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KSL 5 News investigates the Midvale Police Department



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Debbie Dujanovic reporting
Produced by Kelly JustMIDVALE -- The Midvale Police Department fired Officer Jack Guenon in October. For more than a year, Guenon had spoken out about internal office problems. After we saw the photos he found and the reports he filed, we wondered: what is going on at the Midvale Police Department?

Officer Jack Guenon's resume is impressive. As a cop for nearly two decades, Guenon has tackled tough assignments, including a summer spent searching the Salt Lake County Landfill for the body of murder victim Lori Hacking.

"When I became a law enforcement officer," said Guenon, "I took an oath to protect and defend human life and to uphold the laws."

Jack Guenon, Former Midvale Police Officer
Jack Guenon, Former Midvale Police Officer

The Midvale Police Department thought so highly of Guenon's skills, it named him 2004's Officer of the Year. So when Guenon believed the force was beginning to falter under new leadership, he voiced concerns to his supervisors, including the chief of police. But Guenon felt several problems were not getting fixed and did something officers are conditioned against. He sought help from the outside.

Guenon said, "I was approached by many officers who came out saying you know they're going to witch hunt you. They're going to come after you. You don't double-cross them."

Despite those warnings, Guenon submitted a complaint to the Midvale city manager. It alleged questionable discipline practices and sloppy operating procedures. Guenon also pointed to low morale, high turnover and a cop shop that had become a hostile work environment.

KSL 5 News investigates the Midvale Police Department

Guenon turned to federal authorities over the Midvale Police Department improperly storing 50 pounds of explosives in closets at the police station, which sits next to apartments.

If the explosives had gone off, Guenon said, "It would've killed a lot of people, a lot of people."

Once Guenon got federal investigators on the case, the Bureau of Alcohol, Tobacco and Firearms or ATF, ordered the Midvale Police Department to move the explosives immediately, due to public safety.

Then there were the vacation photos Guenon found on a computer the city assigned to him. They showed a group of Midvale officers and their families enjoying an R-rated getaway at a lake. One of the outfits was flat out see-through. And, they're being filmed dancing in skimpy lingerie in front of children.

"What disturbed me the most is their young daughters were dancing around in negligees with the adults," said Guenon.

Guenon delivered a copy of the photos to the Utah Attorney General's Office where investigators reviewed them and determined no crime was committed. The attorney general's office then referred the photos to the Utah Peace Officer Standards and Training or POST, the state agency that certifies law enforcement officers.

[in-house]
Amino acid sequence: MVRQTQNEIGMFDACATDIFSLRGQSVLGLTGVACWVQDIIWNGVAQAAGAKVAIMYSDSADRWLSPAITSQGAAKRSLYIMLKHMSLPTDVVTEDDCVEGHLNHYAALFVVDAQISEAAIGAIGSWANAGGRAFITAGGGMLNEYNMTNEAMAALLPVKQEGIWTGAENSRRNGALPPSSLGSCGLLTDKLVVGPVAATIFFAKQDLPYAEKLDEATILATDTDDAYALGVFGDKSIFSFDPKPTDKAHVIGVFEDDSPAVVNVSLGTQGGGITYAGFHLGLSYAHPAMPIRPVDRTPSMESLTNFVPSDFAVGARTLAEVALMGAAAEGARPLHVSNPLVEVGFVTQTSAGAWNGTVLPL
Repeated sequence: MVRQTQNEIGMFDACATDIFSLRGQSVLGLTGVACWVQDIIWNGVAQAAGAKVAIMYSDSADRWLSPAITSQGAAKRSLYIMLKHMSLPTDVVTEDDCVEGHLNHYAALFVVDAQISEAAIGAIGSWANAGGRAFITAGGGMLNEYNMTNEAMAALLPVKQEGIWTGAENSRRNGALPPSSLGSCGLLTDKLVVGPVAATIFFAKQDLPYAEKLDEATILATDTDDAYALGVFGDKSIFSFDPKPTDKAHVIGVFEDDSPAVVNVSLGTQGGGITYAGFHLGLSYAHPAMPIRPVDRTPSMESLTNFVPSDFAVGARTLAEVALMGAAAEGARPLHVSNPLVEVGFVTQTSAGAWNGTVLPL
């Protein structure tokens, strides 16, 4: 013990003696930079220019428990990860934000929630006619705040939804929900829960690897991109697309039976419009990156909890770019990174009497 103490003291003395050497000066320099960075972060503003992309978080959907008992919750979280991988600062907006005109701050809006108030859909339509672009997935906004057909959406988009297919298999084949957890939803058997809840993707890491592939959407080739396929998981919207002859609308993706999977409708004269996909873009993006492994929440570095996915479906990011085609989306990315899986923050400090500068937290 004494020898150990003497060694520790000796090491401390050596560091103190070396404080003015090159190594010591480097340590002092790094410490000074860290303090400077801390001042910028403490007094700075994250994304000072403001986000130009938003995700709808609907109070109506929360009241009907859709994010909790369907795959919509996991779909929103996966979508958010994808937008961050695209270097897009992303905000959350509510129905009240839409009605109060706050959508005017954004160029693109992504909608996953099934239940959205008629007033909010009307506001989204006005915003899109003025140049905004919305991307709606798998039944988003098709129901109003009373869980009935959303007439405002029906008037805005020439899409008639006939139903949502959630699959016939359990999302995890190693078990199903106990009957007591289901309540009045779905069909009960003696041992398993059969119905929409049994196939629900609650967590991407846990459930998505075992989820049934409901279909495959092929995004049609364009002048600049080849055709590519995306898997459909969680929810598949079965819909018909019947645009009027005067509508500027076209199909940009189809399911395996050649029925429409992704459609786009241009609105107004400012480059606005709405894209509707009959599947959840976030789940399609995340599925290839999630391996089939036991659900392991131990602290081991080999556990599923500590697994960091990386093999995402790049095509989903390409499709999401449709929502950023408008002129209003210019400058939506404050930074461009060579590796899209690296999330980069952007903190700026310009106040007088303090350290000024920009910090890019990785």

Lt. Steve Winward, Utah Police Officers Standard and Training (POST)
Lt. Steve Winward, Utah Police Officers Standard and Training (POST)

According to POST spokesman Lt. Steve Winward, "The pictures you have there are some questionable activities going on. I think the intent was they were going to stay with the family that were on that vacation."

POST decided the photos did not warrant an investigation. Records show the Midvale Police Department issued a verbal reprimand to the officers who were involved.

By now, Guenon had filed reports about Midvale with several agencies including Midvale itself. The police department had had enough. It decided to put Guenon on leave, investigated him and then fired him. Midvale said Guenon could not be trusted and no longer deserved to carry a badge.

The department said that Guenon making a copy of the photos violated the city's theft policy and that he should have reported both the photos and the explosives through his chain of command. That's a problem. Guenon's command staff was in those photos. And city records show commanders already knew about the explosives.

The Midvale Police Department claimed that Guenon had violated other policies too. KSL wanted to hear directly from the department. It turned down our requests for an interview. However, KSL obtained a recording from a Midvale hearing on the case where the city sided with Police Chief Tony Mason.

"I determined we were dealing with a serious breach of violations of various policies," said Mason. "I had simply lost all trust and confidence in him as an officer."

Guenon says the city trumped up a list of allegations against him. In fact, when Midvale tried to prevent him from collecting unemployment benefits, a state administrative judge heard the facts and determined the police department did not prove its case for termination. Guenon can receive monthly benefits. He is now asking the Utah Court of Appeals to overturn his termination.

Because the case is in court, Midvale City says it cannot comment. But, in a letter to KSL, Midvale Mayor JoAnn Seghini says the city is satisfied that Officer Guenon's allegations have been properly investigated and put to rest and the city has full confidence in its police department.

Then, there is POST. The agency that did not investigate the Midvale cops in the photos has told Guenon it is pursuing a case against him and that he will probably lose his badge.

E-mail: iteam@ksl.com

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